The Teachers’ Lounge

The Teachers' Lounge
The Teachers’ Lounge
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“The Teacher’s Lounge” is fantastic. Since “Uncut Gems,” there hasn’t been a thriller of this kind where every decision made by each character seems so realistic and terrible that it’s horrifying to watch. I’m not entirely sure if it deserves the somewhat anticlimactic, arthouse-y, “You decide what happens next” ending that it winds up giving us; but that’s such an infinitesimal portion of the movie’s compact runtime, the rest of which puts us in the headspace of a young teacher at a German secondary school where everyone’s hinky and paranoid due to an outbreak of thefts, and making choices they’ll deeply regret later if they have any decency (some may not).

Carla Nowak (Leonie Benesch, also terrific in “The Crown”) is a Polish emigre teaching math and PE. She’s an idealist about education and citizenship—about people looking out for one another as their default setting. She means well—she sticks her nose in when she probably shouldn’t; but only because she really wants everybody to be OK. When one of her kids gets pulled out of class to be accused of stealing (an anonymous tipster ratted him out after noticing how much cash he has in his wallet), Carla has to sit through a meeting with the boy and his parents while they explain that they gave him the money so he could buy a video game, and suggest that racism (they’re Turkish) put them in this awful position.

It seems plausible. Carla buys it. But the incident deepens her fears about theft. The next time she takes a break outside the teachers’ lounge and has to step away from it for a few moments, she leaves her laptop open with its video camera running. When she comes back inside, some cash is missing from the wallet she left in her coat pocket on top of her chair. A look at the recording shows somebody taking money from her wallet while she was out of the room.

And this is where the movie reveals itself as a paranoid thriller; just like you never see who accused that boy of stealing, or whether he stole cash from somebody else, you also don’t really see who took Carla’s money—just one sleeve of a blouse with a star pattern on it. The same type of blouse was worn by a woman who works in an office adjacent to the teachers’ lounge, only a few feet away; and she would’ve seen Carla leave the lounge because there’s a huge plate-glass window through which she can plainly observe it. We’re on Carla’s side when she identifies this woman as the thief, because what are the odds that two women in such a small school would wear the same distinctive item of clothing on the same day?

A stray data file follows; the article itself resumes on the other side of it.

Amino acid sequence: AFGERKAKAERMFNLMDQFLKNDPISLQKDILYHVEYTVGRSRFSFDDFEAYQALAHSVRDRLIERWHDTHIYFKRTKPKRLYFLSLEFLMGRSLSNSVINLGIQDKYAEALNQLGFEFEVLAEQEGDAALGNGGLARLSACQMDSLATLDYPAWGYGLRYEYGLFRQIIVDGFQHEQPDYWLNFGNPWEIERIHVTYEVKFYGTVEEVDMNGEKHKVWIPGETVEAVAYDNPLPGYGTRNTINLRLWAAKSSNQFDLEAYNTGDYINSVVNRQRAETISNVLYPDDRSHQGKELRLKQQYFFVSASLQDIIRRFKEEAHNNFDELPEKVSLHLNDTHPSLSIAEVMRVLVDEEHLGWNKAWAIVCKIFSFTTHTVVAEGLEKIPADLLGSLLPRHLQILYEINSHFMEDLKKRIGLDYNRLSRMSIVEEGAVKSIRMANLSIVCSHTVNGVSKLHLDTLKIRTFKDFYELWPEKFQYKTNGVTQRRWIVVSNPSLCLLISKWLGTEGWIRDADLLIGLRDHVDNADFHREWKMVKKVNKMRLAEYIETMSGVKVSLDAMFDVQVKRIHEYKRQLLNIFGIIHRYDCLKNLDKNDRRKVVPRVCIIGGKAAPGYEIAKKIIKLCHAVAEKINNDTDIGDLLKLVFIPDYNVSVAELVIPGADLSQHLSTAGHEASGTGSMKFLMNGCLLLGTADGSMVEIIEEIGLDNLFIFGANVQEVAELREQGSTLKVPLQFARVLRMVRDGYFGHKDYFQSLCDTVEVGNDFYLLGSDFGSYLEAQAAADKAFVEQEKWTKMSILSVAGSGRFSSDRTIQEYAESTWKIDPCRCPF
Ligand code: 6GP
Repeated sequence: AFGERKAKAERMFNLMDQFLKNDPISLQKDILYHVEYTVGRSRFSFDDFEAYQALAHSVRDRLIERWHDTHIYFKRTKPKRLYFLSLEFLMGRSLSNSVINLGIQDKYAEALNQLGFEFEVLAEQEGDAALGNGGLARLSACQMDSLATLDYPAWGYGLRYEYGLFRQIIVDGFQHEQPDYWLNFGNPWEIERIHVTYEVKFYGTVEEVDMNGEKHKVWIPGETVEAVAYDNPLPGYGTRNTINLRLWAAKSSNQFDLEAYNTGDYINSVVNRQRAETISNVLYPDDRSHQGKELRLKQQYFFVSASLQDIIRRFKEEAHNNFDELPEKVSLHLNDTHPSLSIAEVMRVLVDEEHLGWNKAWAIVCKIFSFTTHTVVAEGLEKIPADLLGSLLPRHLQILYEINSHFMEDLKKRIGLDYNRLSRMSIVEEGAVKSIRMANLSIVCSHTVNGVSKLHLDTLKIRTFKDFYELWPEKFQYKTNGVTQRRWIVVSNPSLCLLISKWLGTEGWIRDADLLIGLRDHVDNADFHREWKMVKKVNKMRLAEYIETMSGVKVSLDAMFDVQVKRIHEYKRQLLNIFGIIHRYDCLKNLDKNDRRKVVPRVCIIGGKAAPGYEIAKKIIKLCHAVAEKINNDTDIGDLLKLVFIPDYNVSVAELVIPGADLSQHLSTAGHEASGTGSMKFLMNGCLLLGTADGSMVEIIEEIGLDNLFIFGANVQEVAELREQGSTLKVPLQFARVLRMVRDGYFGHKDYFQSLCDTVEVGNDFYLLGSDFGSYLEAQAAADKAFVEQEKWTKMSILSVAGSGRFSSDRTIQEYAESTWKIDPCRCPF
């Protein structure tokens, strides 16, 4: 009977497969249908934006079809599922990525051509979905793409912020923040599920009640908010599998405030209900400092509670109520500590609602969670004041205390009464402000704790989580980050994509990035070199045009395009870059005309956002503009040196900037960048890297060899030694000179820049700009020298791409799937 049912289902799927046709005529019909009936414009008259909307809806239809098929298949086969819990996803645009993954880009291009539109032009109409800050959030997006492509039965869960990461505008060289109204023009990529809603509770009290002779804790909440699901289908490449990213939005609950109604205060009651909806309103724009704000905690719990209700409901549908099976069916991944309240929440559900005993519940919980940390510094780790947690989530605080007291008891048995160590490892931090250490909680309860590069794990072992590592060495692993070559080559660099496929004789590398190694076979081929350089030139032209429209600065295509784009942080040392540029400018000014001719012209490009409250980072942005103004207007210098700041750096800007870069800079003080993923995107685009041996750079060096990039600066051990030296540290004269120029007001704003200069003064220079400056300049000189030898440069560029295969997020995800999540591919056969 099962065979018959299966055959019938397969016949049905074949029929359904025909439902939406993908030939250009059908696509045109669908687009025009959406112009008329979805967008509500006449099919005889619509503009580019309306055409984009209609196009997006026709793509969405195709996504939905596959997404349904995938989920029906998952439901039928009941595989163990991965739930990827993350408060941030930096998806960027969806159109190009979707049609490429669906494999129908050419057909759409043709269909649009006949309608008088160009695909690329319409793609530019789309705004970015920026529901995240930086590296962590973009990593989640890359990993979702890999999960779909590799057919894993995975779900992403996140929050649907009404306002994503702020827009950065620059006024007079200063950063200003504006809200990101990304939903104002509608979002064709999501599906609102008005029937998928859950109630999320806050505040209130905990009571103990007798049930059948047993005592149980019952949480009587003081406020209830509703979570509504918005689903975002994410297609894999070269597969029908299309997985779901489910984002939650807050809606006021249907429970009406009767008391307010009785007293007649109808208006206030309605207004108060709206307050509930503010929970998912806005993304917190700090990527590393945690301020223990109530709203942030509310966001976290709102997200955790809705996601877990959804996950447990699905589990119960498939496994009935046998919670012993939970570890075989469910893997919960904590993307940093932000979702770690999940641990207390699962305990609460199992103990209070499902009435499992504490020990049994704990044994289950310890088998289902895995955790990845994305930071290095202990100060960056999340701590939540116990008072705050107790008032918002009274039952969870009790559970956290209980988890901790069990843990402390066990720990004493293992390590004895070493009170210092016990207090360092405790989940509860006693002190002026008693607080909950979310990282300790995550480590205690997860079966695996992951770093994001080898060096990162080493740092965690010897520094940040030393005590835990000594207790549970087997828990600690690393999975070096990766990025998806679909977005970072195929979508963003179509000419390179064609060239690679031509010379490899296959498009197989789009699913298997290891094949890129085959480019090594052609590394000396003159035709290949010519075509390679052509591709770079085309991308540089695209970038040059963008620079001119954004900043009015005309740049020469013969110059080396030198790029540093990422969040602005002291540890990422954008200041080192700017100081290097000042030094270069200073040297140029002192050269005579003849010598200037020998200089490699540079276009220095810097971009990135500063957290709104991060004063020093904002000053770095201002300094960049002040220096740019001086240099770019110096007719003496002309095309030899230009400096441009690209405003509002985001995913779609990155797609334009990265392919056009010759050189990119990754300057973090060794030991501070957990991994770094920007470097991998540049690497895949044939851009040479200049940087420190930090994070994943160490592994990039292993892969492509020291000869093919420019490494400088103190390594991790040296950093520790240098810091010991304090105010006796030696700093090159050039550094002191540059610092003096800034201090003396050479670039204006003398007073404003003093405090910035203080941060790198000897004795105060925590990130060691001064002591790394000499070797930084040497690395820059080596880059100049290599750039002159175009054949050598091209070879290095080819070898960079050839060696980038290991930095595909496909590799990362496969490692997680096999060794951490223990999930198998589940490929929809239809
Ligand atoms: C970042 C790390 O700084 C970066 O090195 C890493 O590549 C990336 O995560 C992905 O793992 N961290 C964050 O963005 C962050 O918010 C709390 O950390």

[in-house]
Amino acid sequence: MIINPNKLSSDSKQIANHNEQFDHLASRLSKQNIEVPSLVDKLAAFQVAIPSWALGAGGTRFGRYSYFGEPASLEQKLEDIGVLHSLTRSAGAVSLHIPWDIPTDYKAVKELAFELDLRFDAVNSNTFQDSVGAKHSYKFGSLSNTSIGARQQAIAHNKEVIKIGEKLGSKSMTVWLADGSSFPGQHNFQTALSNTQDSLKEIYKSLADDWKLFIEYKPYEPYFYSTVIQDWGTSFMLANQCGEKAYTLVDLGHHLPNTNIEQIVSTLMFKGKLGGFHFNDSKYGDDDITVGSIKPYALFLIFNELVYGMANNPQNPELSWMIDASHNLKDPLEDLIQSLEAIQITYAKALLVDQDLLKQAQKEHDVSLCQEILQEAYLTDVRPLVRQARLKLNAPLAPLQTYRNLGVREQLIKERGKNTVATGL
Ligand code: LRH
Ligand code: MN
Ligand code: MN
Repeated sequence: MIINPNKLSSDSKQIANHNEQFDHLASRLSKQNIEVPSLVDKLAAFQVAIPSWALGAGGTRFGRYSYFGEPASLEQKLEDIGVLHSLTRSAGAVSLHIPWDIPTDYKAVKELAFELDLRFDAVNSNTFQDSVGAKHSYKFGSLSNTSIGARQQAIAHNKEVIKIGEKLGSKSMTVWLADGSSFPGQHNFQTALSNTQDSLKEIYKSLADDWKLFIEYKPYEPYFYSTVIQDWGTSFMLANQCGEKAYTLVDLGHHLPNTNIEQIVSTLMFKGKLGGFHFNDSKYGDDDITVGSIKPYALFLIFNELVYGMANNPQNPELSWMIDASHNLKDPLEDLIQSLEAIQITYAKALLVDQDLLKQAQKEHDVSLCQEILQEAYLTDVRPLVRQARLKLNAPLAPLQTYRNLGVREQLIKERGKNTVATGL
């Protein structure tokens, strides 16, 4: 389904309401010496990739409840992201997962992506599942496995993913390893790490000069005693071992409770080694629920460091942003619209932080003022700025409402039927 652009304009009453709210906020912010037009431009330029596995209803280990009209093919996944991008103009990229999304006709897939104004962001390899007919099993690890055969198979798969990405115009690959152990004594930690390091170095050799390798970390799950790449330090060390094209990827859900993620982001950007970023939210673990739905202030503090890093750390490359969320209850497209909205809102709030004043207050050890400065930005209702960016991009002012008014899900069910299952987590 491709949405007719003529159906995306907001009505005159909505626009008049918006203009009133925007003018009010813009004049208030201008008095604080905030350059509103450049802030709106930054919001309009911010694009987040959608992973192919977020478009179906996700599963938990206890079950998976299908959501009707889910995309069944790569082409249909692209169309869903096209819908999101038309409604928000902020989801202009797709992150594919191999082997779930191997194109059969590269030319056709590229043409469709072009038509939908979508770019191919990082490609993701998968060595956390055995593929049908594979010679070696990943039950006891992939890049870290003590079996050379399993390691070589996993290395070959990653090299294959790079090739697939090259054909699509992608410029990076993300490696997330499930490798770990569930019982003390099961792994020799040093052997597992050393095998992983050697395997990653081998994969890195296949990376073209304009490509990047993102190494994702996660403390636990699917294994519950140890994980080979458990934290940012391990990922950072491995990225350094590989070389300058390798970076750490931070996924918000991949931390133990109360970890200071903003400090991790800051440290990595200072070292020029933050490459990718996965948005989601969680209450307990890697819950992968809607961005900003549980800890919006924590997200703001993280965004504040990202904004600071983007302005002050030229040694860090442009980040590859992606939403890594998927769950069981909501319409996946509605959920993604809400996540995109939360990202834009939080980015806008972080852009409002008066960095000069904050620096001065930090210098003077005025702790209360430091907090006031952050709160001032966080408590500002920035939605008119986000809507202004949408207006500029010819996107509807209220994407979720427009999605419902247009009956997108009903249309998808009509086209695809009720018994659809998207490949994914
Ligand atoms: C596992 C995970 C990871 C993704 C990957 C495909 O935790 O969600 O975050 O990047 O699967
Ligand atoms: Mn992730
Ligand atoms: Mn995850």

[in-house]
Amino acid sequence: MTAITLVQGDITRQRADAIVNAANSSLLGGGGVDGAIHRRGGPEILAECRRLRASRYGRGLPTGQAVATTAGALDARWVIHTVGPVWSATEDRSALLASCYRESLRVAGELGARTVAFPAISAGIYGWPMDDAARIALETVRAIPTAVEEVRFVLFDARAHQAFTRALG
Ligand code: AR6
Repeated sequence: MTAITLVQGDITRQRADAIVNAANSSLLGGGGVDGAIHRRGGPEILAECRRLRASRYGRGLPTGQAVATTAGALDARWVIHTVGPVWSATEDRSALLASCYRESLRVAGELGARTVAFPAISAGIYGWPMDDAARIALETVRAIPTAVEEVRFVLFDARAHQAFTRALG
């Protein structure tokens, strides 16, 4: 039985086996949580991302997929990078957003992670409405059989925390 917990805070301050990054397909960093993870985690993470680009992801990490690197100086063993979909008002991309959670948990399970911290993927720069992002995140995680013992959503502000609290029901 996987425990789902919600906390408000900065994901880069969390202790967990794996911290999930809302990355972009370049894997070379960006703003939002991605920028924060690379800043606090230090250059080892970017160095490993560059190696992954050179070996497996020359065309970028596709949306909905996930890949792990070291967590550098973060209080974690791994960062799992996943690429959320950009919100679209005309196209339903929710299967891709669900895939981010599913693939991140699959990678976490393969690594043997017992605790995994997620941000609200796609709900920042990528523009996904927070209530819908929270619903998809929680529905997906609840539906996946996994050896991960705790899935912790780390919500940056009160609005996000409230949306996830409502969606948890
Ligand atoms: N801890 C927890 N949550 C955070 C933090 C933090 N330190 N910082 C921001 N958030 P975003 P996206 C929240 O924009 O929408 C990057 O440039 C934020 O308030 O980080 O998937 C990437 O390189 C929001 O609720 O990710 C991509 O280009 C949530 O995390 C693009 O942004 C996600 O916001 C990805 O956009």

But as the film progresses and things get more complicated, we begin to question ourselves – as does Carla, who soon wishes she had kept quiet about the theft and everything else. It turns out that the member of staff she accused has a son in her class who becomes understandably upset and angry when his mother is suspended pending an investigation. It seems that he then embarks upon a campaign to turn his classmates against her parents; I say “seems” because although the boy tells Carla explicitly that she must apologise to his mother or face consequences, we don’t know what, if anything, he did to follow through on this threat. Throughout, Çatak offers us closeups of various individuals which prompt us to think “That person is lying” or “That person is a thief” or simply “That person is plotting against Carla.” But so firmly does the movie inhabit Carla’s point-of-view that we are led to doubt our own judgments as frequently as she doubts hers. (It transpires that even making the recording laces her job in jeopardy: there appears to be a law or rule against unauthorised personal surveillance on the premises, which she has broken.)

The best way of understanding it is probably to see it as some kind of parable where a commonplace institution is depicted realistically and with correct procedural detail but also stands for a wider system or set of ideals – like the jury room in Twelve Angry Men or the ship in a mutiny story. The film deals with national, racial and class resentments as subtly as it handles anything else: they are part of everything that happens (Carla herself comes in for a bit of ‘othering,’ being Polish). But we can’t be sure about them because so much goes on off our (and her) screen. The direction, cinematography (by Judith Kaufmann) and editing (by Gesa Jäger) are all exceptional: each choice is bold and exact but never feels fussed over. Simplicity is the thing. A lot of the time we are watching steady handheld shots of people talking, walking, moving through the frame; often without music, although composer Marvin Miller’s dissonant, unsettling strings sometimes rise up and seem to whirl around Carla and poke at her.

You know when you have one of those days or weeks where something bad happens and your reaction to it makes things worse; then the response to your reaction triggers an escalation that makes everything still worse; and so on and so forth, until it feels like you’re digging yourself further into a hole? That’s The Teachers’ Lounge. Some of you will read this sentence and think “Thanks for letting me know: I’ll never watch it,” while others will set about finding a copy forthwith.

If you do see it, you’ll feel that you have been shown a film rather than another piece of bland “content” – something with its own theme and distinct aesthetic and strong personality. Çatak has tapped into an area of the thriller which has hardly been explored hitherto but promises to shed light on quotidian existence in ways beyond number.

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